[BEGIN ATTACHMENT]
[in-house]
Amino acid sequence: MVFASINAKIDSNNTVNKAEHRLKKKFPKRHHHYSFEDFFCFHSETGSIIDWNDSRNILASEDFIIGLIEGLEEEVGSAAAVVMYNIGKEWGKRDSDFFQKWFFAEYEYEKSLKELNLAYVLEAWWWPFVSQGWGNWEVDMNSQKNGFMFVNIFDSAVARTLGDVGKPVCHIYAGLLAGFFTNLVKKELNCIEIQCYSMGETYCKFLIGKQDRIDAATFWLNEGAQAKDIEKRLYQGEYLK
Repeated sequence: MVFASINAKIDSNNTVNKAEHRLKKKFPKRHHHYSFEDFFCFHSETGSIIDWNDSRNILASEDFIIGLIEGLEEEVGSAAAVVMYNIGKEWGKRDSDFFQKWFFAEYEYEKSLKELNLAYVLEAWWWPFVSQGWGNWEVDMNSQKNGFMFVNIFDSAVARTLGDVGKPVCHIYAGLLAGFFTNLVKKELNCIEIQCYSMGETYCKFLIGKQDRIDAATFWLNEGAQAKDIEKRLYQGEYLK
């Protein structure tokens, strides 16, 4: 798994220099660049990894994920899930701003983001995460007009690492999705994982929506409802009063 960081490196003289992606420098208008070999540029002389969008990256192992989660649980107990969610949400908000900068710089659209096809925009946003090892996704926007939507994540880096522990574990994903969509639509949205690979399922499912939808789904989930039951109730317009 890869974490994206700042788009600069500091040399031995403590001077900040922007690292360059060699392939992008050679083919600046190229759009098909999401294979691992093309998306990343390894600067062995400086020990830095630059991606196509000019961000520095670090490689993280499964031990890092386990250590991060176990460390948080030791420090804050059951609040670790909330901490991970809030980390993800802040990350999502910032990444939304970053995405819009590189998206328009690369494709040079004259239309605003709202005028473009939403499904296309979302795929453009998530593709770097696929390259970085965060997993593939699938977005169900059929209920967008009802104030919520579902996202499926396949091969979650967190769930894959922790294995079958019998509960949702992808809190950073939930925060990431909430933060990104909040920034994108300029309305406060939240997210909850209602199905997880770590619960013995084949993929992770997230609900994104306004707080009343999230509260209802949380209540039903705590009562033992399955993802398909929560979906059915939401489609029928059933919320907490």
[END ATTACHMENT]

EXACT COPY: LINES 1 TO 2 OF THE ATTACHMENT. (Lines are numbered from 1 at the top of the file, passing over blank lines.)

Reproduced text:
[in-house]
Amino acid sequence: MVFASINAKIDSNNTVNKAEHRLKKKFPKRHHHYSFEDFFCFHSETGSIIDWNDSRNILASEDFIIGLIEGLEEEVGSAAAVVMYNIGKEWGKRDSDFFQKWFFAEYEYEKSLKELNLAYVLEAWWWPFVSQGWGNWEVDMNSQKNGFMFVNIFDSAVARTLGDVGKPVCHIYAGLLAGFFTNLVKKELNCIEIQCYSMGETYCKFLIGKQDRIDAATFWLNEGAQAKDIEKRLYQGEYLK